Written by Luka Kerr on May 4, 2019

## Regular Expressions and Finite Automata

### Thompson’s construction

• Syntax driven
• Inductive
• Use $S$ to denote the starting state and $A$ to denote the final accepting state

Inductive Base:

For $\epsilon$, construct the NFA

For $a \in \Sigma$, construct the NFA

Inductive Step: suppose $N(r)$ and $N(s)$ are NFAs for regular expressions $r$ and $s$. Then:

$r | s$:

$rs$:

$r^*$:

$(r)$: $N((r)) \equiv N(r)$

### Subset Construction

• Used to convert a NFA to DFA
• At most $2^n$ DFA states where $n$ is the total number of NFA states

Operations used:

Operation Description
$\epsilon$-closure($s$) Set of NFA states readable from NFA state $s$ on $\epsilon$-transitions
$\epsilon$-closure($T$) Set of NFA states readable from some state $s$ in $T$ on $\epsilon$-transitions
move($T$, $a$) Set of NFA states to which there is a transition on input $a$ from some state $s$ in $T$

where

• $s$ is a NFA state
• $T$ is a set of NFA states

#### Algorithm

let $s_0$ be the start state of the NFA;

DFAstates contains the only unmarked state $\epsilon$-closure($s_0$);

while there is an unmarked state $T$ in DFAstates do

$\quad$ mark $T$

$\quad$ for each input symbol $a$ do

$\qquad$ $U := \epsilon$-closure(move($T$, $a$));

$\qquad$ if $U$ is not in DFAstates then

$\qquad \quad$ add $U$ as an unmarked state in DFAstates;

$\qquad$ DFATrans[$T$, $a$] $:= U$;

$\quad$ done

done

### DFA Minimisation

let $\prod$ be the partition with the two groups:

1. one is the set of all final states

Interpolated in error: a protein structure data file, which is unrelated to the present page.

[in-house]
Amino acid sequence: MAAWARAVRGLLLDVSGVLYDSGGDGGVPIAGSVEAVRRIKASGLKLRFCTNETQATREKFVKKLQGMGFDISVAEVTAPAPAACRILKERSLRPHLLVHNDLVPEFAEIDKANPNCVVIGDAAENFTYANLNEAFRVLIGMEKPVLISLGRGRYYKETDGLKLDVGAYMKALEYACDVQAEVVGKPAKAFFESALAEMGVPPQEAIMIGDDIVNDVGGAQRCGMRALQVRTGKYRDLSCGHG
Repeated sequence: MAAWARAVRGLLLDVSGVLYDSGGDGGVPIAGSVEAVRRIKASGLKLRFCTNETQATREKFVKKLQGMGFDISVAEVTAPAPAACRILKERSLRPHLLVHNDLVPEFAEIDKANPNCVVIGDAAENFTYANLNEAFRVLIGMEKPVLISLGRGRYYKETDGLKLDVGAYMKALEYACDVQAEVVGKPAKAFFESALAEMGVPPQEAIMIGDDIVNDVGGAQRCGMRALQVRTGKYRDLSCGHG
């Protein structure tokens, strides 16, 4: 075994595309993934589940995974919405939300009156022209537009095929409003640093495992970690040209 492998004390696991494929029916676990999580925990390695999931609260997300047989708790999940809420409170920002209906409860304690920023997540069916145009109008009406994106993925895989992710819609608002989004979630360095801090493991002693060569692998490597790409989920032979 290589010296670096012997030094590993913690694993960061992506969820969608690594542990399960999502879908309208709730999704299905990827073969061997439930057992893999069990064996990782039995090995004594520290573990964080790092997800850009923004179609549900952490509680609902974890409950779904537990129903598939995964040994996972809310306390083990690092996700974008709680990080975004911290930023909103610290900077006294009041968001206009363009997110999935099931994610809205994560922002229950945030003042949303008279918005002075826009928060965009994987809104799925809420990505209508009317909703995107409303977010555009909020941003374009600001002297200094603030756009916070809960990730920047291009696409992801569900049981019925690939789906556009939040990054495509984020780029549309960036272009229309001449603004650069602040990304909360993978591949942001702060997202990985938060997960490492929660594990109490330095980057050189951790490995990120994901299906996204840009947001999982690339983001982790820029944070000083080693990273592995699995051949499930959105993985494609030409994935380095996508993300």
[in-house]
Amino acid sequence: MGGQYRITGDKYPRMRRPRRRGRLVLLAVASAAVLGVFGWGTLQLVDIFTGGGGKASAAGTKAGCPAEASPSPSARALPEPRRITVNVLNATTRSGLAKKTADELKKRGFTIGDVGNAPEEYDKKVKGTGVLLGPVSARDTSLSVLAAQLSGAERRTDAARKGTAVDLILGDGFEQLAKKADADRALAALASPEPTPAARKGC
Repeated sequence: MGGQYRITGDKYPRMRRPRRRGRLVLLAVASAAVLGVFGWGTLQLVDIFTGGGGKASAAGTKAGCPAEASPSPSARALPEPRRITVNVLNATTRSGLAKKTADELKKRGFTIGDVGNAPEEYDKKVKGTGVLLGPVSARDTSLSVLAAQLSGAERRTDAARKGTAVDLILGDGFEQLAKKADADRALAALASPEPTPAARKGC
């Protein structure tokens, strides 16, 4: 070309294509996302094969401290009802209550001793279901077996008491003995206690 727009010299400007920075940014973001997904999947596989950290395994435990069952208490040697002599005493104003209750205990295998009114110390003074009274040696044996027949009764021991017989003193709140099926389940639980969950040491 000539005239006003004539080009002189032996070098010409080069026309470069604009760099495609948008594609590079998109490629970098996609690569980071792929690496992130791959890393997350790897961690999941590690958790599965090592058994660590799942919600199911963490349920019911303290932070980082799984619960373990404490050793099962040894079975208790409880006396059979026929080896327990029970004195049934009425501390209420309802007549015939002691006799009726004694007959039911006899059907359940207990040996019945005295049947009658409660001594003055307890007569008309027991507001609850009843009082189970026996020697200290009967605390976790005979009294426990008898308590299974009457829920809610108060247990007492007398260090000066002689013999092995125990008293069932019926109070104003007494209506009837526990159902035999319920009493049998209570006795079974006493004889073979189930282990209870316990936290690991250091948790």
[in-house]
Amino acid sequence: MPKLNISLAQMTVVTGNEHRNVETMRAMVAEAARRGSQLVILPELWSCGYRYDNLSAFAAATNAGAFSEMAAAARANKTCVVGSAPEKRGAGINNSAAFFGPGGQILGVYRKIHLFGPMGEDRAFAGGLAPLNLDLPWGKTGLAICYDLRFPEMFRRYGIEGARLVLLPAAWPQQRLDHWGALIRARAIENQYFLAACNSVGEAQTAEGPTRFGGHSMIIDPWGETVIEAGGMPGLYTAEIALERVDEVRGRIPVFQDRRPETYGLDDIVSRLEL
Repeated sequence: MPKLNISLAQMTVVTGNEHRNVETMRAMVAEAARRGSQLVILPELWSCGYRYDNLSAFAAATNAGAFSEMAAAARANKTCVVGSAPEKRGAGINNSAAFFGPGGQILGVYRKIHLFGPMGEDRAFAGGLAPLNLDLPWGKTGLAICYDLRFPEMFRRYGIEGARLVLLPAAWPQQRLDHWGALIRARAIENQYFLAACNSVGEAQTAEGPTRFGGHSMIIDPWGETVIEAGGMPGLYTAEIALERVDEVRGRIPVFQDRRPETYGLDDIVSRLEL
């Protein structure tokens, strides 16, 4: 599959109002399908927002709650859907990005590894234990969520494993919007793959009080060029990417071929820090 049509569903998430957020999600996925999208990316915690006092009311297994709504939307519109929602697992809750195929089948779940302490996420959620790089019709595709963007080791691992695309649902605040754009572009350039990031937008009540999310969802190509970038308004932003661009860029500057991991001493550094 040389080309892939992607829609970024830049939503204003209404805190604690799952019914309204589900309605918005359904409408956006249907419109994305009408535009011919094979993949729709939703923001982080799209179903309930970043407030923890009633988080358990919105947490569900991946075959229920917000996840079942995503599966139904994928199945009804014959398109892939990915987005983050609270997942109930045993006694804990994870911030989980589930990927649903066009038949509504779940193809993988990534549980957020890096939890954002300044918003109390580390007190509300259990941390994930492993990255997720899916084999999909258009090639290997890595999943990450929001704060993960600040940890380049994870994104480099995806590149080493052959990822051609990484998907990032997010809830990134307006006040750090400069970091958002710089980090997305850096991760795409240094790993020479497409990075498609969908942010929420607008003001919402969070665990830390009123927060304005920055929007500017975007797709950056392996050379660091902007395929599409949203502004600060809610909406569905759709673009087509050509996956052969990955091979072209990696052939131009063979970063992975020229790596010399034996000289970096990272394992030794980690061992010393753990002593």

2. the other is the set of all non-final states

let $\prod_{new} = \prod$;

for each group $G$ in $\prod_{new}$ do

$\quad$ partition $G$ into subgroups such that two states $s$ and $t$

$\qquad$ are in the same subgroup iff for all input symbols

$\qquad$ $a$, states $s$ and $t$ have transitions on $a$ to

$\qquad$ states in the same group of $\prod_{new}$;

$\quad$ replace $G$ in $\prod_{new}$ by the set of subgroups formed;

done

### Chomsky’s Hierarchy

Grammar Known As Definition Machine
Type 0 Unrestricted grammar $\alpha \ne \epsilon$ Turing
Type 1 Context-sensitive grammar (CSG) $|\alpha| \le |\beta|$ Linear bounded
Type 2 Context-free grammar (CFG) $A \to \alpha$ Stack automation
Type 3 Regular grammar $A \to w \mid B w$ Finite state automation

## Context Free Grammars

### BNF

BNF is a notation for writing CFG’s. Each production $(A, \alpha)$ is written as $A \to \alpha$, where the arrow $\to$ means “is defined to be” or “derives”.

A vertical bar $|$ reads “or else”.

### EBNF

EBNF is an extended version of BNF, including regular expressions.

• $( \alpha )^*$ means that $\alpha$ can be repeated zero or more times
• $( \alpha )^+$ means that $\alpha$ can be repeated one or more times
• $( \alpha )?$ means that $\alpha$ is optional

### Derivations

A grammar derives sentences by:

1. Beginning with the start symbol
2. Repeatedly replacing a nonterminal by the right-hand side of a production with that nonterminal on the left-hand side, until there are no more nonterminals to replace

Such a sequence of replacements is called a derivation of the sentence being analysed.

At each step in a derivation, 2 choices are made:

1. Which nonterminal to replace?
2. Which alternative to use for that nonterminal?

Let $G :=$

$\begin{array}{l} S \to ABC \\ A \to aA \mid \epsilon \\ B \to b B \mid \epsilon \\ C \to cC \mid \epsilon \end{array}$

#### Leftmost Derivation

Always replace the leftmost nonterminal.

Example

Deriving $abbc$ in the grammar $G$ using a leftmost derivation gives: